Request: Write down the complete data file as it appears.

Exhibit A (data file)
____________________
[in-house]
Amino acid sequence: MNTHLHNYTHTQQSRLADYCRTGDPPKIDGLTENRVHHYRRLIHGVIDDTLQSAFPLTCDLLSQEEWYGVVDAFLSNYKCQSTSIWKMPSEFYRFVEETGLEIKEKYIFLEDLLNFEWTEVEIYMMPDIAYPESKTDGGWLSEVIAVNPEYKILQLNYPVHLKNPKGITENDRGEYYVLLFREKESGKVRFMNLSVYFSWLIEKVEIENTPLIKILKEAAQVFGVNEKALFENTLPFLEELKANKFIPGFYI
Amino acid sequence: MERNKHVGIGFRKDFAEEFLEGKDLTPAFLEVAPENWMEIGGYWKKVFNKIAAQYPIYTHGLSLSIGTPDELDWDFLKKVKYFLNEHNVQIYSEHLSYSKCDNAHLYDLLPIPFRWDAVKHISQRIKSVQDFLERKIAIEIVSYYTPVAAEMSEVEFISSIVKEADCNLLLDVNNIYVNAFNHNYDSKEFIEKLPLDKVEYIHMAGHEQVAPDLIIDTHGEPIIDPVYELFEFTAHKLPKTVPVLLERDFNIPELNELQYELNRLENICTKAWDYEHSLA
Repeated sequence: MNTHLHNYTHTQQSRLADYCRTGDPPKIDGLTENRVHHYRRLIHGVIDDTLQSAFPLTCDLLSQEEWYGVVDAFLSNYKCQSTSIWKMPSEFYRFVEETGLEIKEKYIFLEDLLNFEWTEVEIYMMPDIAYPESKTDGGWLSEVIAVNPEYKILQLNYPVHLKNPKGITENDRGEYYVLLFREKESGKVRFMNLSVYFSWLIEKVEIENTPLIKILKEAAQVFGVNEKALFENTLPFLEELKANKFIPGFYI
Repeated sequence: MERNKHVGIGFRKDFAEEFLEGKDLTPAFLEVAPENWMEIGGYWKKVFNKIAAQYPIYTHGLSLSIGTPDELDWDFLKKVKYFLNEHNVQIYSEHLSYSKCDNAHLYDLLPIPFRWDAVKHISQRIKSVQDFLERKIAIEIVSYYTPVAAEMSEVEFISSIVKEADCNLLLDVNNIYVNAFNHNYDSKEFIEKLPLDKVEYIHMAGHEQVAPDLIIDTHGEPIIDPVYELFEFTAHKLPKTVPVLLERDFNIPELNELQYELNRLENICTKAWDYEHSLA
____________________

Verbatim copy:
[in-house]
Amino acid sequence: MNTHLHNYTHTQQSRLADYCRTGDPPKIDGLTENRVHHYRRLIHGVIDDTLQSAFPLTCDLLSQEEWYGVVDAFLSNYKCQSTSIWKMPSEFYRFVEETGLEIKEKYIFLEDLLNFEWTEVEIYMMPDIAYPESKTDGGWLSEVIAVNPEYKILQLNYPVHLKNPKGITENDRGEYYVLLFREKESGKVRFMNLSVYFSWLIEKVEIENTPLIKILKEAAQVFGVNEKALFENTLPFLEELKANKFIPGFYI
Amino acid sequence: MERNKHVGIGFRKDFAEEFLEGKDLTPAFLEVAPENWMEIGGYWKKVFNKIAAQYPIYTHGLSLSIGTPDELDWDFLKKVKYFLNEHNVQIYSEHLSYSKCDNAHLYDLLPIPFRWDAVKHISQRIKSVQDFLERKIAIEIVSYYTPVAAEMSEVEFISSIVKEADCNLLLDVNNIYVNAFNHNYDSKEFIEKLPLDKVEYIHMAGHEQVAPDLIIDTHGEPIIDPVYELFEFTAHKLPKTVPVLLERDFNIPELNELQYELNRLENICTKAWDYEHSLA
Repeated sequence: MNTHLHNYTHTQQSRLADYCRTGDPPKIDGLTENRVHHYRRLIHGVIDDTLQSAFPLTCDLLSQEEWYGVVDAFLSNYKCQSTSIWKMPSEFYRFVEETGLEIKEKYIFLEDLLNFEWTEVEIYMMPDIAYPESKTDGGWLSEVIAVNPEYKILQLNYPVHLKNPKGITENDRGEYYVLLFREKESGKVRFMNLSVYFSWLIEKVEIENTPLIKILKEAAQVFGVNEKALFENTLPFLEELKANKFIPGFYI
Repeated sequence: MERNKHVGIGFRKDFAEEFLEGKDLTPAFLEVAPENWMEIGGYWKKVFNKIAAQYPIYTHGLSLSIGTPDELDWDFLKKVKYFLNEHNVQIYSEHLSYSKCDNAHLYDLLPIPFRWDAVKHISQRIKSVQDFLERKIAIEIVSYYTPVAAEMSEVEFISSIVKEADCNLLLDVNNIYVNAFNHNYDSKEFIEKLPLDKVEYIHMAGHEQVAPDLIIDTHGEPIIDPVYELFEFTAHKLPKTVPVLLERDFNIPELNELQYELNRLENICTKAWDYEHSLA